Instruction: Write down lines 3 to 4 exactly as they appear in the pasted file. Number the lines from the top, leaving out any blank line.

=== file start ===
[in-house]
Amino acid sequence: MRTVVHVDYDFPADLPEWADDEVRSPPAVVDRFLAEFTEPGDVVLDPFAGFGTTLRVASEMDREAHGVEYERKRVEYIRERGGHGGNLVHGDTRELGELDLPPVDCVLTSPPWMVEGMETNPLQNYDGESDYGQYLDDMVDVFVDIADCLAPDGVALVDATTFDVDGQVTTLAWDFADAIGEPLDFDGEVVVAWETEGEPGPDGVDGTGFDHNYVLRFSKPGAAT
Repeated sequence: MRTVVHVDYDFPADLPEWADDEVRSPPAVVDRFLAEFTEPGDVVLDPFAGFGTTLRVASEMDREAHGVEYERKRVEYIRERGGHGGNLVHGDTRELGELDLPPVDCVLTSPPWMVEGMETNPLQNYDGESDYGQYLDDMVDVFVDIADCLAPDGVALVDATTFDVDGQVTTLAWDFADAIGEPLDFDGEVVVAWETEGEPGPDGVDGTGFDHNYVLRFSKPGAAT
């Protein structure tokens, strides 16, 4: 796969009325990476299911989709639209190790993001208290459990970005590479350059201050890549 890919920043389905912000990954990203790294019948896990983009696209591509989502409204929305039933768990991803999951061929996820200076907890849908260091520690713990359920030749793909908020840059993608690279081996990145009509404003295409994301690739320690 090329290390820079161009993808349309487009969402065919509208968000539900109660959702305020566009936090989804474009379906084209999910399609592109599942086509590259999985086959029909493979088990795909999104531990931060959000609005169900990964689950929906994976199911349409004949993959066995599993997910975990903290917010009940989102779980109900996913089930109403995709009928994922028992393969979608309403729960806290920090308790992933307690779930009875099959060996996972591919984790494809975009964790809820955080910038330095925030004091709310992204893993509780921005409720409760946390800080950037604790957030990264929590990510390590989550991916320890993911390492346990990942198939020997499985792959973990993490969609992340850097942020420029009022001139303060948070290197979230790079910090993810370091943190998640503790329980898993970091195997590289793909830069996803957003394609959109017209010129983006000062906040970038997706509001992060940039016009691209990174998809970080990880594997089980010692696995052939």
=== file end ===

Repeated sequence: MRTVVHVDYDFPADLPEWADDEVRSPPAVVDRFLAEFTEPGDVVLDPFAGFGTTLRVASEMDREAHGVEYERKRVEYIRERGGHGGNLVHGDTRELGELDLPPVDCVLTSPPWMVEGMETNPLQNYDGESDYGQYLDDMVDVFVDIADCLAPDGVALVDATTFDVDGQVTTLAWDFADAIGEPLDFDGEVVVAWETEGEPGPDGVDGTGFDHNYVLRFSKPGAAT
């Protein structure tokens, strides 16, 4: 796969009325990476299911989709639209190790993001208290459990970005590479350059201050890549 890919920043389905912000990954990203790294019948896990983009696209591509989502409204929305039933768990991803999951061929996820200076907890849908260091520690713990359920030749793909908020840059993608690279081996990145009509404003295409994301690739320690 090329290390820079161009993808349309487009969402065919509208968000539900109660959702305020566009936090989804474009379906084209999910399609592109599942086509590259999985086959029909493979088990795909999104531990931060959000609005169900990964689950929906994976199911349409004949993959066995599993997910975990903290917010009940989102779980109900996913089930109403995709009928994922028992393969979608309403729960806290920090308790992933307690779930009875099959060996996972591919984790494809975009964790809820955080910038330095925030004091709310992204893993509780921005409720409760946390800080950037604790957030990264929590990510390590989550991916320890993911390492346990990942198939020997499985792959973990993490969609992340850097942020420029009022001139303060948070290197979230790079910090993810370091943190998640503790329980898993970091195997590289793909830069996803957003394609959109017209010129983006000062906040970038997706509001992060940039016009691209990174998809970080990880594997089980010692696995052939």